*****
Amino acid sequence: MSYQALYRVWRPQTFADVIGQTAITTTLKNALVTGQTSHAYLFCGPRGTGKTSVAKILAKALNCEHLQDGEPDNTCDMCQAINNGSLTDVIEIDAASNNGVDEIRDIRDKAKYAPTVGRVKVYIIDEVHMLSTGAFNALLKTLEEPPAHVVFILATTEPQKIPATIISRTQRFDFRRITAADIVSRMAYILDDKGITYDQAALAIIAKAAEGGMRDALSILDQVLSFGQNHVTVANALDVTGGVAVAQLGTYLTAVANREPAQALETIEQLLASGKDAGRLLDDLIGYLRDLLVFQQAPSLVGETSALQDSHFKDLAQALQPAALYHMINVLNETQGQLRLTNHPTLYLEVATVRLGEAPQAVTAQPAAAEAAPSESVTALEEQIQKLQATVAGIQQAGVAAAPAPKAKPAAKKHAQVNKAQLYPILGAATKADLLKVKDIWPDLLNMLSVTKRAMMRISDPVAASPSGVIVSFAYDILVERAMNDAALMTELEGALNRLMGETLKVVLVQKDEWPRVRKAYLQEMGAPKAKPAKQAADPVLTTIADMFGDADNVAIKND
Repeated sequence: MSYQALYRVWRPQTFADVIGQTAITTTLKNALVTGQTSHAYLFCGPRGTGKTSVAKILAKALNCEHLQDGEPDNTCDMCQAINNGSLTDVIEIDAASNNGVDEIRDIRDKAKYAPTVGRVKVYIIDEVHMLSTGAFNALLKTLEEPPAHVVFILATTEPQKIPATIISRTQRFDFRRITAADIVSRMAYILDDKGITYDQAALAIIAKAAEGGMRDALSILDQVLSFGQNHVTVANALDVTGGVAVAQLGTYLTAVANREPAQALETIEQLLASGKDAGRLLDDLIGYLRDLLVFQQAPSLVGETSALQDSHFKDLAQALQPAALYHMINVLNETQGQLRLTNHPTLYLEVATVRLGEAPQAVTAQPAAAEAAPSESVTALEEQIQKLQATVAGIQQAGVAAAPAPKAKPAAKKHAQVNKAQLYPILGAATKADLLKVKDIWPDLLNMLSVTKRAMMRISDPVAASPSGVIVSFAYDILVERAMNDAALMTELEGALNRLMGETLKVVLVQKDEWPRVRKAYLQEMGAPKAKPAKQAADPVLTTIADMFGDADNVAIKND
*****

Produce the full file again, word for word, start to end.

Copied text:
Amino acid sequence: MSYQALYRVWRPQTFADVIGQTAITTTLKNALVTGQTSHAYLFCGPRGTGKTSVAKILAKALNCEHLQDGEPDNTCDMCQAINNGSLTDVIEIDAASNNGVDEIRDIRDKAKYAPTVGRVKVYIIDEVHMLSTGAFNALLKTLEEPPAHVVFILATTEPQKIPATIISRTQRFDFRRITAADIVSRMAYILDDKGITYDQAALAIIAKAAEGGMRDALSILDQVLSFGQNHVTVANALDVTGGVAVAQLGTYLTAVANREPAQALETIEQLLASGKDAGRLLDDLIGYLRDLLVFQQAPSLVGETSALQDSHFKDLAQALQPAALYHMINVLNETQGQLRLTNHPTLYLEVATVRLGEAPQAVTAQPAAAEAAPSESVTALEEQIQKLQATVAGIQQAGVAAAPAPKAKPAAKKHAQVNKAQLYPILGAATKADLLKVKDIWPDLLNMLSVTKRAMMRISDPVAASPSGVIVSFAYDILVERAMNDAALMTELEGALNRLMGETLKVVLVQKDEWPRVRKAYLQEMGAPKAKPAKQAADPVLTTIADMFGDADNVAIKND
Repeated sequence: MSYQALYRVWRPQTFADVIGQTAITTTLKNALVTGQTSHAYLFCGPRGTGKTSVAKILAKALNCEHLQDGEPDNTCDMCQAINNGSLTDVIEIDAASNNGVDEIRDIRDKAKYAPTVGRVKVYIIDEVHMLSTGAFNALLKTLEEPPAHVVFILATTEPQKIPATIISRTQRFDFRRITAADIVSRMAYILDDKGITYDQAALAIIAKAAEGGMRDALSILDQVLSFGQNHVTVANALDVTGGVAVAQLGTYLTAVANREPAQALETIEQLLASGKDAGRLLDDLIGYLRDLLVFQQAPSLVGETSALQDSHFKDLAQALQPAALYHMINVLNETQGQLRLTNHPTLYLEVATVRLGEAPQAVTAQPAAAEAAPSESVTALEEQIQKLQATVAGIQQAGVAAAPAPKAKPAAKKHAQVNKAQLYPILGAATKADLLKVKDIWPDLLNMLSVTKRAMMRISDPVAASPSGVIVSFAYDILVERAMNDAALMTELEGALNRLMGETLKVVLVQKDEWPRVRKAYLQEMGAPKAKPAKQAADPVLTTIADMFGDADNVAIKND